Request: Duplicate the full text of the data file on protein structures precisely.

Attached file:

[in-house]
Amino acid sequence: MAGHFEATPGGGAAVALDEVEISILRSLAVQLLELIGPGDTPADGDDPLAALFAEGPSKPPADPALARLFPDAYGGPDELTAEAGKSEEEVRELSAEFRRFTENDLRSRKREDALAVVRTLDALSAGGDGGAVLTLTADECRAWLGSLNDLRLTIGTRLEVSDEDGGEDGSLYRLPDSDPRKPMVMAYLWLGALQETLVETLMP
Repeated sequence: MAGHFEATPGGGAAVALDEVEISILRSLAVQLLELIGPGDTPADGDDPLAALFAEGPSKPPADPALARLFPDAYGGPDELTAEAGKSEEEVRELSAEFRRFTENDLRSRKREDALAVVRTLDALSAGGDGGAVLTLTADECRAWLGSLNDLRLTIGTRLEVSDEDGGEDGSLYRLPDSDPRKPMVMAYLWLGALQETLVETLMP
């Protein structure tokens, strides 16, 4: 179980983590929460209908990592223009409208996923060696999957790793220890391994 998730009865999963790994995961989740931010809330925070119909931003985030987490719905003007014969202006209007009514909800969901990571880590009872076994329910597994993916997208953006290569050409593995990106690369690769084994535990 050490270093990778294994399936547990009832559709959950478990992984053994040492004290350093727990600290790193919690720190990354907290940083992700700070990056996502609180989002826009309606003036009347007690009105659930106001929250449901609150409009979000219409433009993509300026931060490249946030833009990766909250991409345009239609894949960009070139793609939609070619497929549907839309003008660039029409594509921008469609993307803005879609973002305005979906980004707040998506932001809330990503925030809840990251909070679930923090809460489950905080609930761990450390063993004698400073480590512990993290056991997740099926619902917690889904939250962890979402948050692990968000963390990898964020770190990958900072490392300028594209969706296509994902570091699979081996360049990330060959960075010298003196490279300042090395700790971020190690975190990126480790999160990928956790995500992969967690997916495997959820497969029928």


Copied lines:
[in-house]
Amino acid sequence: MAGHFEATPGGGAAVALDEVEISILRSLAVQLLELIGPGDTPADGDDPLAALFAEGPSKPPADPALARLFPDAYGGPDELTAEAGKSEEEVRELSAEFRRFTENDLRSRKREDALAVVRTLDALSAGGDGGAVLTLTADECRAWLGSLNDLRLTIGTRLEVSDEDGGEDGSLYRLPDSDPRKPMVMAYLWLGALQETLVETLMP
Repeated sequence: MAGHFEATPGGGAAVALDEVEISILRSLAVQLLELIGPGDTPADGDDPLAALFAEGPSKPPADPALARLFPDAYGGPDELTAEAGKSEEEVRELSAEFRRFTENDLRSRKREDALAVVRTLDALSAGGDGGAVLTLTADECRAWLGSLNDLRLTIGTRLEVSDEDGGEDGSLYRLPDSDPRKPMVMAYLWLGALQETLVETLMP
């Protein structure tokens, strides 16, 4: 179980983590929460209908990592223009409208996923060696999957790793220890391994 998730009865999963790994995961989740931010809330925070119909931003985030987490719905003007014969202006209007009514909800969901990571880590009872076994329910597994993916997208953006290569050409593995990106690369690769084994535990 050490270093990778294994399936547990009832559709959950478990992984053994040492004290350093727990600290790193919690720190990354907290940083992700700070990056996502609180989002826009309606003036009347007690009105659930106001929250449901609150409009979000219409433009993509300026931060490249946030833009990766909250991409345009239609894949960009070139793609939609070619497929549907839309003008660039029409594509921008469609993307803005879609973002305005979906980004707040998506932001809330990503925030809840990251909070679930923090809460489950905080609930761990450390063993004698400073480590512990993290056991997740099926619902917690889904939250962890979402948050692990968000963390990898964020770190990958900072490392300028594209969706296509994902570091699979081996360049990330060959960075010298003196490279300042090395700790971020190690975190990126480790999160990928956790995500992969967690997916495997959820497969029928």